Mental illness/behavioral health challenges are highly common among nursing home residents. Over the past two decades, the number of individuals with mental illness–particularly depression—has increased significantly, and admissions for mental illness now exceed those for dementia. According to national statistics, nearly half of nursing home residents suffer from depression. At a March 27 Labor Management Project (LMP) and Continuing Care Leadership Coalition (CCLC) seminar addressing this issue, experts outlined various methods, including drum circles and pet therapy, for engaging uncommunicative or frustrated residents who may act out if they are unable to express themselves in other ways. “Drumming can be very energizing and cathartic, or very calming for residents,” said Paul Padial, the LMP consultant who led the drum circle. The owner of Tess, a therapy dog, explained that even very withdrawn residents often respond with a smile when touching the dog.
The seminar was part of the LMP’s ongoing work to help our nursing home and other health care stakeholders address the challenges associated with the increase in mental illness and behavioral problems. Research suggests that nursing home workers are often ill-equipped to handle challenging conduct exhibited by residents who are dealing with these issues. Nursing homes are also under increasing pressure from the Centers for Medicaid and Medicare (CMS) to improve behavioral health care, enhance the mental and psychosocial wellbeing of residents, and decrease the inappropriate use of antipsychotic medication for managing challenging behaviors.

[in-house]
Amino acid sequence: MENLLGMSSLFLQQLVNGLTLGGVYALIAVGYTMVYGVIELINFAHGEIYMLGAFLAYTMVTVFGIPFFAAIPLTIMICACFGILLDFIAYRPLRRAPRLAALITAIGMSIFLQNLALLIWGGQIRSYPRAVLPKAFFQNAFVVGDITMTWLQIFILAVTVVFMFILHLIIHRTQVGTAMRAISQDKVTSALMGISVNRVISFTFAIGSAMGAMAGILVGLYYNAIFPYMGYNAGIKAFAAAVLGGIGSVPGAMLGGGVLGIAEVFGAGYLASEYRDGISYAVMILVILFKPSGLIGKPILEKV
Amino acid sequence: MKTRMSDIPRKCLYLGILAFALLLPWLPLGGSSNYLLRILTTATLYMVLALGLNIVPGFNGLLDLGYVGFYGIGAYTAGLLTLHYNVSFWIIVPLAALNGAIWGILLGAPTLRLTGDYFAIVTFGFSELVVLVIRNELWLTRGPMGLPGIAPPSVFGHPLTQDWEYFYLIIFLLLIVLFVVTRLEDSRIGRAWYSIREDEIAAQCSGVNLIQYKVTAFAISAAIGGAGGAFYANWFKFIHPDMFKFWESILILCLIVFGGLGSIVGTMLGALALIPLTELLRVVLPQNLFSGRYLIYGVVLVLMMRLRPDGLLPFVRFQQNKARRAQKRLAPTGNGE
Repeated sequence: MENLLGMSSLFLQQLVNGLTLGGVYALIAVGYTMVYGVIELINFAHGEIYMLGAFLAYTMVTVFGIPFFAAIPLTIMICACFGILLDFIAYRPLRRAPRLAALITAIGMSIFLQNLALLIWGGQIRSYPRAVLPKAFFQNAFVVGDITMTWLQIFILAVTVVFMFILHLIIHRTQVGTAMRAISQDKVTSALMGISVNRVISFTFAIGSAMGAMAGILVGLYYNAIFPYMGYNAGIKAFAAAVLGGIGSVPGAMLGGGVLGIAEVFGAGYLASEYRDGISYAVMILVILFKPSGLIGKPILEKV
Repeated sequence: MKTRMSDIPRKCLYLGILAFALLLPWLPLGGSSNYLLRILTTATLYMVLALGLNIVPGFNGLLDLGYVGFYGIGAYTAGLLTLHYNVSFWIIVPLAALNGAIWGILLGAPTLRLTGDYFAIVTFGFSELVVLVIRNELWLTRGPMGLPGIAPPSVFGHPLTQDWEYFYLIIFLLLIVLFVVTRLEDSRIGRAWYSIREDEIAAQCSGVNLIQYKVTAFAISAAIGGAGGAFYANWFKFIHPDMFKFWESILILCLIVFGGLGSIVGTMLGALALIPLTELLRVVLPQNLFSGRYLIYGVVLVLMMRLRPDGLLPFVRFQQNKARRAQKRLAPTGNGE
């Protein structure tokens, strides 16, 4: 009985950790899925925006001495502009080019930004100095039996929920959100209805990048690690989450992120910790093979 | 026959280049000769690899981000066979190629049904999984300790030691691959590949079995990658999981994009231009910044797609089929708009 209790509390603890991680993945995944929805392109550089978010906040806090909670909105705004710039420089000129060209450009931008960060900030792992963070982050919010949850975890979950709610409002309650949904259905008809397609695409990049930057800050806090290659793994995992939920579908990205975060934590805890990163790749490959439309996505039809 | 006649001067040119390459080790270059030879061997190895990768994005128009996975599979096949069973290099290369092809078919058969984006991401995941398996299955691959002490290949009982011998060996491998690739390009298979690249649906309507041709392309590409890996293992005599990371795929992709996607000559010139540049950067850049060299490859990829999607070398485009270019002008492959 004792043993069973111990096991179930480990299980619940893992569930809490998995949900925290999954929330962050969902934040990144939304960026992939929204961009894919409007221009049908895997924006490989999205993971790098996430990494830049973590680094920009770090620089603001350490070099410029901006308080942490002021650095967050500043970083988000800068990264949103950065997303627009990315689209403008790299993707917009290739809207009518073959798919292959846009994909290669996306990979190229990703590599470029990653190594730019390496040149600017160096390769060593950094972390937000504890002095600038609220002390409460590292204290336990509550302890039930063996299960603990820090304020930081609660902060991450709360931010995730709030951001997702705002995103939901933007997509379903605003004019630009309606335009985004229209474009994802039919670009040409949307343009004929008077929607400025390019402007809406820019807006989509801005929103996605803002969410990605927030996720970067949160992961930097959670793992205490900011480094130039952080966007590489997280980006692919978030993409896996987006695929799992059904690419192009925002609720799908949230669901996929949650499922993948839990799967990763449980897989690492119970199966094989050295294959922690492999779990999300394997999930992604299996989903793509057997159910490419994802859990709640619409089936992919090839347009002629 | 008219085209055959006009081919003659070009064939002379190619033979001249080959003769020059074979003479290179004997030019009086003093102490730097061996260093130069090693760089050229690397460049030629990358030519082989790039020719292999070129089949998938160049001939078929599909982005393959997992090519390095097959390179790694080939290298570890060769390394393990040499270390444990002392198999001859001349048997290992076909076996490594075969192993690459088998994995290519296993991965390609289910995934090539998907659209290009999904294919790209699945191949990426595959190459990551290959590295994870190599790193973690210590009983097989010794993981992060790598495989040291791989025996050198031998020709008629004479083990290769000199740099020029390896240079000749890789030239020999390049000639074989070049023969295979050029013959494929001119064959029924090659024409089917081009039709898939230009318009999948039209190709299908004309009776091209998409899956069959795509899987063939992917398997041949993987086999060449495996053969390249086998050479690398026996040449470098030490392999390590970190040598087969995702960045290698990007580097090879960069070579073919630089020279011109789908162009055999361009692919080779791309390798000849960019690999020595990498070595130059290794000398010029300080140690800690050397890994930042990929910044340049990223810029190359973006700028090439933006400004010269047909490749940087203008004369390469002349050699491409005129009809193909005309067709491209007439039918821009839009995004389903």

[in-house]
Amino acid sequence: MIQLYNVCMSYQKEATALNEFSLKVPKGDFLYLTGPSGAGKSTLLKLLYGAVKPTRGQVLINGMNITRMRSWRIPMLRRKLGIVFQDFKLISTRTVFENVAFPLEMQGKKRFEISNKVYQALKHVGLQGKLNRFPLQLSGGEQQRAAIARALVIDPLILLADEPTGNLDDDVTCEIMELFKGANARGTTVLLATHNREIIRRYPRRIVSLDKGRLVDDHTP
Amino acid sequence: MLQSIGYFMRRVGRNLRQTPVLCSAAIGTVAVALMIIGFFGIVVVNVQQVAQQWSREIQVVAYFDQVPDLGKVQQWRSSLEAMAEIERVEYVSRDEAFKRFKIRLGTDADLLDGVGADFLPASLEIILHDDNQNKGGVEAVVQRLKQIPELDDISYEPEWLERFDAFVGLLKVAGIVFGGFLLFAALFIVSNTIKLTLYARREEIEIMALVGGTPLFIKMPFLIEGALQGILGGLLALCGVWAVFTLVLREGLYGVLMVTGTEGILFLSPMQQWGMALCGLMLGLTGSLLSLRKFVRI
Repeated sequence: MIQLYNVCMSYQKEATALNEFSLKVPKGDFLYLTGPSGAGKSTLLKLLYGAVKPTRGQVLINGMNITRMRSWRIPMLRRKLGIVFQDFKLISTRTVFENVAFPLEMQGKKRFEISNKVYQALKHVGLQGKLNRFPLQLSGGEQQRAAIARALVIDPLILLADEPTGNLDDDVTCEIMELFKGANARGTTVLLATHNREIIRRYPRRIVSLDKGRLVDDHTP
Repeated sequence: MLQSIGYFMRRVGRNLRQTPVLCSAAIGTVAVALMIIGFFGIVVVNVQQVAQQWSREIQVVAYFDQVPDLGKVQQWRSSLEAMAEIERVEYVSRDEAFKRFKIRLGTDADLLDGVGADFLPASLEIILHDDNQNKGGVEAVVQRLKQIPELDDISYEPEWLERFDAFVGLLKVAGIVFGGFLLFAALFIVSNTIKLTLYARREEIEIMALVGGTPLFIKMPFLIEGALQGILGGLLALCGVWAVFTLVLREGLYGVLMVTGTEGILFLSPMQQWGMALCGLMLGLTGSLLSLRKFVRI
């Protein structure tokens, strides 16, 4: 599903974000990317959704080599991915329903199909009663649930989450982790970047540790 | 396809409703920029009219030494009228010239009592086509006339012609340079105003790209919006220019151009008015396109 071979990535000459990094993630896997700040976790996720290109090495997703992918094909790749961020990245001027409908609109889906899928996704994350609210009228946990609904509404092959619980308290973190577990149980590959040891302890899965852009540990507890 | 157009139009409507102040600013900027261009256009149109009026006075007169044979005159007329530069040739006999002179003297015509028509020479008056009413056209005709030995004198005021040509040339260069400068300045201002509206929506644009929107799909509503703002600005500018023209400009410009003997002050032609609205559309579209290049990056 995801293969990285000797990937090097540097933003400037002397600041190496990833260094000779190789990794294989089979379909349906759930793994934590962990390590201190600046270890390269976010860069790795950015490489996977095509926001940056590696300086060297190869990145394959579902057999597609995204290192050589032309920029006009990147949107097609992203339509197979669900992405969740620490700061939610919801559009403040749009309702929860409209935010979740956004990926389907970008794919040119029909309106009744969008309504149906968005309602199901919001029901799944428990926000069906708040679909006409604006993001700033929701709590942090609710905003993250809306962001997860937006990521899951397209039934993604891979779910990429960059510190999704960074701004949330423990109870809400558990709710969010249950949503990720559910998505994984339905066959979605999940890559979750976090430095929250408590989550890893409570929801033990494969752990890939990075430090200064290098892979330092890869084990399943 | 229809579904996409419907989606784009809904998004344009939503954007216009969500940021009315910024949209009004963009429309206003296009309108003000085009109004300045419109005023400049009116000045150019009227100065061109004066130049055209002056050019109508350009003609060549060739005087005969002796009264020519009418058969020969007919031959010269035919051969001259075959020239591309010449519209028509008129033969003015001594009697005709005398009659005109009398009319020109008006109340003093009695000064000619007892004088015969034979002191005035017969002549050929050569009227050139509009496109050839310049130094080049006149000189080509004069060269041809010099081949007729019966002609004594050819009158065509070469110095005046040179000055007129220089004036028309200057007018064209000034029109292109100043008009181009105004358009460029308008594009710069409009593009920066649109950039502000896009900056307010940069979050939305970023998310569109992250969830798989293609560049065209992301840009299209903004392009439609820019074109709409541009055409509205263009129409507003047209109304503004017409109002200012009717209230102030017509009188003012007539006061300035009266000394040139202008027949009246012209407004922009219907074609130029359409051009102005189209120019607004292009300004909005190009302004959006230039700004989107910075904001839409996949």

The LMP is pursuing this work through two initiatives:
1. With the CCLC, the LMP launched a year-long Behavioral Health Learning Collaborative (BHLC) in February 2018 for staff at nine nursing homes and a managed long-term care plan. The aim of the BHLC is to provide nursing home leaders and front-line staff with information, best practices, and skills to improve behavioral health care for residents. So far, the BHLC has hosted two day-long seminars with about 40 nursing home staff from the participating nursing homes, including the one held this March. Participants have learned about CMS regulations, and non-pharmacological ways to manage depression, behavioral health, and “problem behaviors.” Pet therapy and the Music and Memory music therapy program have been among the interventions featured. Participants have also learned about the benefits of labor-management collaboration and process improvement (PI).
Four additional BLHC seminars are planned in 2018. The LMP will also work with all participating organizations on establishing a labor-management behavioral health committee and guiding that committee through a behavioral health PI project.
2. The LMP is expanding its Mental Health First Aid (MHFA) offerings by certifying more of our consultants in the delivery of this eight-hour National Council for Behavioral Health course. To date, the LMP has trained nearly 175 health care staff in identifying, understanding, and responding to signs of mental illnesses and substance use disorders. Participants have responded favorably to the training. ”It was very educational, increased my awareness, and made me feel comfortable about assisting someone in crisis,” stated one participant. “I feel more confident in my work environment,” said another.
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